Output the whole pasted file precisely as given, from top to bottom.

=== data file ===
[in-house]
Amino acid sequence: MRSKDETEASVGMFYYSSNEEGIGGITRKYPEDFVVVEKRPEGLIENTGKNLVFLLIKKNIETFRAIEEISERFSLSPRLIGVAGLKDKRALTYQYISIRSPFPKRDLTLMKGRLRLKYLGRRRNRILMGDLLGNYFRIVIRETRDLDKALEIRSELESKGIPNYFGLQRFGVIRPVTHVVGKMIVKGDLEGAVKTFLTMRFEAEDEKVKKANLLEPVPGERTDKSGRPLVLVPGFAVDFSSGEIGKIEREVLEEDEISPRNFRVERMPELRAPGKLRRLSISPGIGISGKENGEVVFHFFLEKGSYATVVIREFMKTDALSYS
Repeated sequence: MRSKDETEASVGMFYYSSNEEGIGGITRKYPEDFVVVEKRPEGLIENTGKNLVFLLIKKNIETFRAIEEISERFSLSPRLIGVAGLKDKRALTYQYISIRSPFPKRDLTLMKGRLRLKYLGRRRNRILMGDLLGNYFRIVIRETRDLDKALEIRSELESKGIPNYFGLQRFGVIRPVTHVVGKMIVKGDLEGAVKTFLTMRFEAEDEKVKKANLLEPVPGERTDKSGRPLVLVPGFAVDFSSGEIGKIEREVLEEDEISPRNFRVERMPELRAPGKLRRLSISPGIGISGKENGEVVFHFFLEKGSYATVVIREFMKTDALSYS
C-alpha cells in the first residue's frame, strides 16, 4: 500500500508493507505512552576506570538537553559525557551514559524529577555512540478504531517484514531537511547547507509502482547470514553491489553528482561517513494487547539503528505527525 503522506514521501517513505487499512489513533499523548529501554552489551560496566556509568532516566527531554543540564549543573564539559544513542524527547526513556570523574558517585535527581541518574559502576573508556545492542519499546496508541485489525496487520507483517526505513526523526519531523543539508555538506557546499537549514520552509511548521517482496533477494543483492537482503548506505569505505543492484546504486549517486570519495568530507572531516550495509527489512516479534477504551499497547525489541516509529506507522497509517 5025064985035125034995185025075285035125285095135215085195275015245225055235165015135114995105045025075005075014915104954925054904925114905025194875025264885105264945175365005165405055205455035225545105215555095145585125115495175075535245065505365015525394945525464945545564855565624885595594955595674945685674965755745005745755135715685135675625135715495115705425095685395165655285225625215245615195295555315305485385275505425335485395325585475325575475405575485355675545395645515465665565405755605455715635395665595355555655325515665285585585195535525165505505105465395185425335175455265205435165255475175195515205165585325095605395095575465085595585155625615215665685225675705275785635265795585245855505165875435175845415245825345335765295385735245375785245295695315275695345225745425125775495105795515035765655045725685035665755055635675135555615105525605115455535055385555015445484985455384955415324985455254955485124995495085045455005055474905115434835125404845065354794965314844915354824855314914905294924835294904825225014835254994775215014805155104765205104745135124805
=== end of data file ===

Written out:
[in-house]
Amino acid sequence: MRSKDETEASVGMFYYSSNEEGIGGITRKYPEDFVVVEKRPEGLIENTGKNLVFLLIKKNIETFRAIEEISERFSLSPRLIGVAGLKDKRALTYQYISIRSPFPKRDLTLMKGRLRLKYLGRRRNRILMGDLLGNYFRIVIRETRDLDKALEIRSELESKGIPNYFGLQRFGVIRPVTHVVGKMIVKGDLEGAVKTFLTMRFEAEDEKVKKANLLEPVPGERTDKSGRPLVLVPGFAVDFSSGEIGKIEREVLEEDEISPRNFRVERMPELRAPGKLRRLSISPGIGISGKENGEVVFHFFLEKGSYATVVIREFMKTDALSYS
Repeated sequence: MRSKDETEASVGMFYYSSNEEGIGGITRKYPEDFVVVEKRPEGLIENTGKNLVFLLIKKNIETFRAIEEISERFSLSPRLIGVAGLKDKRALTYQYISIRSPFPKRDLTLMKGRLRLKYLGRRRNRILMGDLLGNYFRIVIRETRDLDKALEIRSELESKGIPNYFGLQRFGVIRPVTHVVGKMIVKGDLEGAVKTFLTMRFEAEDEKVKKANLLEPVPGERTDKSGRPLVLVPGFAVDFSSGEIGKIEREVLEEDEISPRNFRVERMPELRAPGKLRRLSISPGIGISGKENGEVVFHFFLEKGSYATVVIREFMKTDALSYS
C-alpha cells in the first residue's frame, strides 16, 4: 500500500508493507505512552576506570538537553559525557551514559524529577555512540478504531517484514531537511547547507509502482547470514553491489553528482561517513494487547539503528505527525 503522506514521501517513505487499512489513533499523548529501554552489551560496566556509568532516566527531554543540564549543573564539559544513542524527547526513556570523574558517585535527581541518574559502576573508556545492542519499546496508541485489525496487520507483517526505513526523526519531523543539508555538506557546499537549514520552509511548521517482496533477494543483492537482503548506505569505505543492484546504486549517486570519495568530507572531516550495509527489512516479534477504551499497547525489541516509529506507522497509517 5025064985035125034995185025075285035125285095135215085195275015245225055235165015135114995105045025075005075014915104954925054904925114905025194875025264885105264945175365005165405055205455035225545105215555095145585125115495175075535245065505365015525394945525464945545564855565624885595594955595674945685674965755745005745755135715685135675625135715495115705425095685395165655285225625215245615195295555315305485385275505425335485395325585475325575475405575485355675545395645515465665565405755605455715635395665595355555655325515665285585585195535525165505505105465395185425335175455265205435165255475175195515205165585325095605395095575465085595585155625615215665685225675705275785635265795585245855505165875435175845415245825345335765295385735245375785245295695315275695345225745425125775495105795515035765655045725685035665755055635675135555615105525605115455535055385555015445484985455384955415324985455254955485124995495085045455005055474905115434835125404845065354794965314844915354824855314914905294924835294904825225014835254994775215014805155104765205104745135124805